The complexity of the MEMS arrays can be further reduced in a manner similar to the mosaic patterning of FIG. 13. As illustrated in FIG. 17, functional 12×40 micromirror arrays 280 a, 280 b for the respective 12f×40w WXCs 276 a, 276 b are formed by four 12×10 MEMS arrays 282 bonded to separate areas of substrates 284 with absorbing blank spaces 286 formed between the 12×10 MEMS arrays 282 in the wavelength direction. The extent of the individual blank spaces 286 in the wavelength direction is the same as that of the 12×10 MEMS arrays 282, allowing for some edge effects. However, the blank spaces 286 of the first 12×40 micromirror array 280 a are aligned with the 12×10 MEMS arrays 282 of the second 12×40 micromirror array 280 b, and vice versa. The effect is that the first 12f×40w WXC 276 a switches the wavelength channels λ1-λ10, λ21-λ30, λ41-λ50, and λ61-λ70 while the second 12f×40w WXC 276 b switches the remaining forty wavelength channels.
The design of FIG. 16 can be generalized to multiple stages of splitting or combining signals. As illustrated schematically in FIG. 18, the intermediate fibers 274 bearing the split-out signals of the first stage of splitters 272 are connected to the common ports of a second stage of splitters 290. In turn, second intermediate fibers 292 connected to the split-ports ports of the second-stage splitters 290 are connected to respective ones of four 12f×20w WXCs 294. This design simplifies the MEMS arrays. However, it introduces an inherent 12 dB splitting loss and complicates the fiber wiring.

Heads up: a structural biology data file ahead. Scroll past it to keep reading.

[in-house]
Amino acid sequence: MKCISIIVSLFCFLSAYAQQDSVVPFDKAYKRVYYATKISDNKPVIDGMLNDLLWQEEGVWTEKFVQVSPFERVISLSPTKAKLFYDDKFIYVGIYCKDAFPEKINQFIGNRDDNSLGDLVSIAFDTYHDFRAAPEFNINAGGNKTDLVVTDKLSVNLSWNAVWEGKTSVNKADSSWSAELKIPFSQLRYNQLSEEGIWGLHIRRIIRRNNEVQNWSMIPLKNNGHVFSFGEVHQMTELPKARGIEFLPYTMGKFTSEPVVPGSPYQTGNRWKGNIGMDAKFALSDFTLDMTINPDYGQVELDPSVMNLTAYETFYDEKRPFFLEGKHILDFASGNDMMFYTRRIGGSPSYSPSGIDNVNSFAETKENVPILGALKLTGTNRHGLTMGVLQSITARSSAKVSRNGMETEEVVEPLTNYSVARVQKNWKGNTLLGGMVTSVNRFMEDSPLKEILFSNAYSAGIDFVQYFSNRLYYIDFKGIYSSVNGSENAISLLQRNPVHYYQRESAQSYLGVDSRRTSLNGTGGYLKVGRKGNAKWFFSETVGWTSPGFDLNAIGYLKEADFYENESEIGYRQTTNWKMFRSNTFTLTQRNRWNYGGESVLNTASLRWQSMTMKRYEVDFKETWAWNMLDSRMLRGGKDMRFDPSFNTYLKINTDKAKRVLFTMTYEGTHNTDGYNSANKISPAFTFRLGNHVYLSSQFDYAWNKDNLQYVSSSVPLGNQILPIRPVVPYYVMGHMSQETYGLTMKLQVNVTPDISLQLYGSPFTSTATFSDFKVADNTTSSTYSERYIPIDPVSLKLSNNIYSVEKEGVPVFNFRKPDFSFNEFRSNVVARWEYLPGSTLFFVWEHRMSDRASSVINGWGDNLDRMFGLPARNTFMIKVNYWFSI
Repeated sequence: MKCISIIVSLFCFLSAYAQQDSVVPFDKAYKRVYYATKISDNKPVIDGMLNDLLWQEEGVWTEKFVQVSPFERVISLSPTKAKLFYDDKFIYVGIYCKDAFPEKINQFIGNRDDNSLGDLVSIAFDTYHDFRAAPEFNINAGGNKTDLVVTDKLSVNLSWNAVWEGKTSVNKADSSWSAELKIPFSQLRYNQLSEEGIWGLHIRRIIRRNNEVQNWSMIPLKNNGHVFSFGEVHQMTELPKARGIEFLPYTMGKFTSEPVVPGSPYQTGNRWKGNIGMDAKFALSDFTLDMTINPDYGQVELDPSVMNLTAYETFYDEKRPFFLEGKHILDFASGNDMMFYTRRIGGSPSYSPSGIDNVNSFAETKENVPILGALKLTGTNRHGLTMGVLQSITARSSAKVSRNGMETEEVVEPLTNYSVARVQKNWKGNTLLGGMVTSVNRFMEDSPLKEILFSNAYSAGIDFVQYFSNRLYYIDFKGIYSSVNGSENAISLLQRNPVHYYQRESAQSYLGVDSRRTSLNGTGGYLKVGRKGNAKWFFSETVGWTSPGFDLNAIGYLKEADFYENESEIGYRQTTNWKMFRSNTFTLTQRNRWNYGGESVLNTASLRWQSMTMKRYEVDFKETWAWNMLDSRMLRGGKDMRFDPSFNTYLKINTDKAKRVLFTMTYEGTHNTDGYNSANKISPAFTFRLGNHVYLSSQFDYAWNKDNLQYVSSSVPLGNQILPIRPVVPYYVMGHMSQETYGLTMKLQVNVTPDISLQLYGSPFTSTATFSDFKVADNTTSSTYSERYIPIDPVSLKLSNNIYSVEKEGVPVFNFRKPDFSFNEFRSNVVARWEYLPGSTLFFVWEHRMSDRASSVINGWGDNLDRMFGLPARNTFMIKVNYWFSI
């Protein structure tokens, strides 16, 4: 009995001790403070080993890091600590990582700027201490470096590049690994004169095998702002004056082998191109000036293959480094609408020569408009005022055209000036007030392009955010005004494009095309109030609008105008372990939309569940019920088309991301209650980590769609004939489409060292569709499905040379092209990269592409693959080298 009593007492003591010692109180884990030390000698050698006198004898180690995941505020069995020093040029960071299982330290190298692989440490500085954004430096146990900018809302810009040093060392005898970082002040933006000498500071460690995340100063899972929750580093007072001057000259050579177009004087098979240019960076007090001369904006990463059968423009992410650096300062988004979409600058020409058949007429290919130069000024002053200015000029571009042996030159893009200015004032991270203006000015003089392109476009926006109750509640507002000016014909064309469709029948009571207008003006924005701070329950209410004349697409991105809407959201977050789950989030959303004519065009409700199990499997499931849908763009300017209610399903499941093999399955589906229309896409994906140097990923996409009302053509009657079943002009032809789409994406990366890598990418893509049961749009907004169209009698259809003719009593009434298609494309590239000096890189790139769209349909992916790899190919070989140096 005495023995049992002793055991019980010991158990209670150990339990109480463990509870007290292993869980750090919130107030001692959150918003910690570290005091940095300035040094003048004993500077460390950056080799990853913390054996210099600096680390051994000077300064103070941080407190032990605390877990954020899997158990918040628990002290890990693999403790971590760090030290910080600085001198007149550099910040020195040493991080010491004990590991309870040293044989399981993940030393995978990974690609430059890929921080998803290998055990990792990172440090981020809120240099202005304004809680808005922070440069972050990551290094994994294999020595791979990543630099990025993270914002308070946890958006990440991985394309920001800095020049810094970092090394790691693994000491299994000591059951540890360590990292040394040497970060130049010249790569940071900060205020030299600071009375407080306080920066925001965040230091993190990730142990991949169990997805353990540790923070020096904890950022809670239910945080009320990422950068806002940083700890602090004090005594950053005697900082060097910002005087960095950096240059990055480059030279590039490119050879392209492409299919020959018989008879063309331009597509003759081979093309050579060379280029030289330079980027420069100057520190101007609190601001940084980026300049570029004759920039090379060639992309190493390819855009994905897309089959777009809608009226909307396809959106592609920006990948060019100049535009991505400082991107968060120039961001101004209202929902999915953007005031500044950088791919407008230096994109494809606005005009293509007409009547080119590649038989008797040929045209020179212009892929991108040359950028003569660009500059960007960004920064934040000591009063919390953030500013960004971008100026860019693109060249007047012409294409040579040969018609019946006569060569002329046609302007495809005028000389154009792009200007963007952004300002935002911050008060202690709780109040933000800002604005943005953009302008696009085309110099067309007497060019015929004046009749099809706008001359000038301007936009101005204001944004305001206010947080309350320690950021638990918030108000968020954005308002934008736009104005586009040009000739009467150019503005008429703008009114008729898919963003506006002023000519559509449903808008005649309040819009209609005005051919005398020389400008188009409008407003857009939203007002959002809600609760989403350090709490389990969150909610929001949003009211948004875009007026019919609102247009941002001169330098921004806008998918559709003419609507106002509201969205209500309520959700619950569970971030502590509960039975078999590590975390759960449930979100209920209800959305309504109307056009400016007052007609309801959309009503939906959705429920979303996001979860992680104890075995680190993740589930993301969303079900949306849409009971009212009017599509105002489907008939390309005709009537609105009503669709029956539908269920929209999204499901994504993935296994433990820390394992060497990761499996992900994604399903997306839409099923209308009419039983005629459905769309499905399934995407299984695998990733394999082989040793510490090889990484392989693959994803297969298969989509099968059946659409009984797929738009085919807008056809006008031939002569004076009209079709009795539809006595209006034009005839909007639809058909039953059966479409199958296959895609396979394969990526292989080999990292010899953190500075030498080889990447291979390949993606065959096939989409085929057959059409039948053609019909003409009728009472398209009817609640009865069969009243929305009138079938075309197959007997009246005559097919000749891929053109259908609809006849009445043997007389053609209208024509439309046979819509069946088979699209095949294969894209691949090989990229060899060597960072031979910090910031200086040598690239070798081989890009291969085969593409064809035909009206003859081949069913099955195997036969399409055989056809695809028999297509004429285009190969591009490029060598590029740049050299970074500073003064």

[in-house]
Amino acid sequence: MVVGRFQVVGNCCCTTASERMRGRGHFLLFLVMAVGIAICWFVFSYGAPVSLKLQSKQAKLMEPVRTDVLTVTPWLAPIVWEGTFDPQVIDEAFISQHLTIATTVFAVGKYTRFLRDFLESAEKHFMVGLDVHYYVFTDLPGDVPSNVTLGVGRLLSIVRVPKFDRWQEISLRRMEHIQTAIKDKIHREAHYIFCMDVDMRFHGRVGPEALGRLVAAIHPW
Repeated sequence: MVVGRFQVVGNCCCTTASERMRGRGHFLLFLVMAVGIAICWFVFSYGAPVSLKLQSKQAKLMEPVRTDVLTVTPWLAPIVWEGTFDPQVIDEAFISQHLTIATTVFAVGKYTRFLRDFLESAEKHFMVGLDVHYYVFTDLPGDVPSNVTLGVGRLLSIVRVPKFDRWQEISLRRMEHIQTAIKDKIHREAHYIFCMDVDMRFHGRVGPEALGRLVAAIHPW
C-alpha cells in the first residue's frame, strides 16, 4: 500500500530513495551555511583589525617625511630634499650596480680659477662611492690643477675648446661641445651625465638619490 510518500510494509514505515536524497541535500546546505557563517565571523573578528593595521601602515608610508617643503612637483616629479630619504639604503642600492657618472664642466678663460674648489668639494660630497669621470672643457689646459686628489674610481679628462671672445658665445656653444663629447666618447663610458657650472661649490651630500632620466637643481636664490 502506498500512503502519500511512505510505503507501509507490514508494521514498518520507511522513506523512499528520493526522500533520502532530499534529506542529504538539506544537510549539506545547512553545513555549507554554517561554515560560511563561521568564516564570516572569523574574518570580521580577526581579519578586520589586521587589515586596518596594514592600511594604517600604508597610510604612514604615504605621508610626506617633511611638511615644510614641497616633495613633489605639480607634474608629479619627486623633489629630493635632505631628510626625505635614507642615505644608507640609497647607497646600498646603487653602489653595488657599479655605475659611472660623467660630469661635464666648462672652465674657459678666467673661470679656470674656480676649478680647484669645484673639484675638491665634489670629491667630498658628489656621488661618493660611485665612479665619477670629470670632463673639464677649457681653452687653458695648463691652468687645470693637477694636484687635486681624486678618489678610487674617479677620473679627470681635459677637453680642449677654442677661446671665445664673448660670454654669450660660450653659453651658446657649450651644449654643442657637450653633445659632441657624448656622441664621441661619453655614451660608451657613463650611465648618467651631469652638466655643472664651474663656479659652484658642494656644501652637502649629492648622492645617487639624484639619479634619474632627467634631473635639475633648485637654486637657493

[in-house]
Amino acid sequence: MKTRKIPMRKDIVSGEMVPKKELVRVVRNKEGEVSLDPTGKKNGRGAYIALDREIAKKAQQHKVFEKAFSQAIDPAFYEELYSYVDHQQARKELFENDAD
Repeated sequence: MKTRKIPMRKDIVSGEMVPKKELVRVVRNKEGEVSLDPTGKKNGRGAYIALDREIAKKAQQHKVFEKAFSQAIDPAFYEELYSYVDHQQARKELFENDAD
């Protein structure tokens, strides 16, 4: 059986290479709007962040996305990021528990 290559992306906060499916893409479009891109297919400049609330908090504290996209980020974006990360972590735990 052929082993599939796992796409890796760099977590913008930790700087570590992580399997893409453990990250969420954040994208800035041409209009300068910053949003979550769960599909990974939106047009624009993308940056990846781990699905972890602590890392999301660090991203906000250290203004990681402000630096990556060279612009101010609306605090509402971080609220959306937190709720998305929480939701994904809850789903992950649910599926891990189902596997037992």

As should be apparent from FIG. 18, four 12f×40w WXCs would allow the total wavelength capacity to be increased to 160 wavelengths.
The undesirable excess splitting loss resulting from the multi-stage approach generally illustrated in FIG. 18 can be substantially reduced by replacing the simple power splitters with commercially available wavelength interleavers, such as those available from Oplink Communications, Inc. and from WaveSplitter Technologies, inc. Interleavers function to split signal on the basis of wavelength rather than power in that they send alternate wavelength out on separate fiber ports. For example, the even numbered wavelengths are segrated to exit the interleaver on one fiber while the odd numbered wavelengths exit on another fiber. The insertion loss for an interleaver can be made as low as about 1 dB. Interleavers can be daisy-chained to provide the desired degree of wavelength segregration. For example, in a two-stage interleaver, every fourth wavelength exits on one fiber, etc. Viewed in the reverse direction, interleavers operate to combine wavelength components. With reference again to FIG. 18, if the power splitters 272, 290 are replaced one-for-one by interleavers, then each of the four 12f×40w WXCs now addresses every fourth wavelength. Further, the design of each WXC is substantially relaxed by needing to operate on a wavelength grid that is four times coarser than the original grid. Further, there in no longer a need for the channel suppression (absorber) regions previously described. Yet further, the inherent excess splitting loss is reduced to about 4 dB compared to about 12 dB for systems based on power splitters.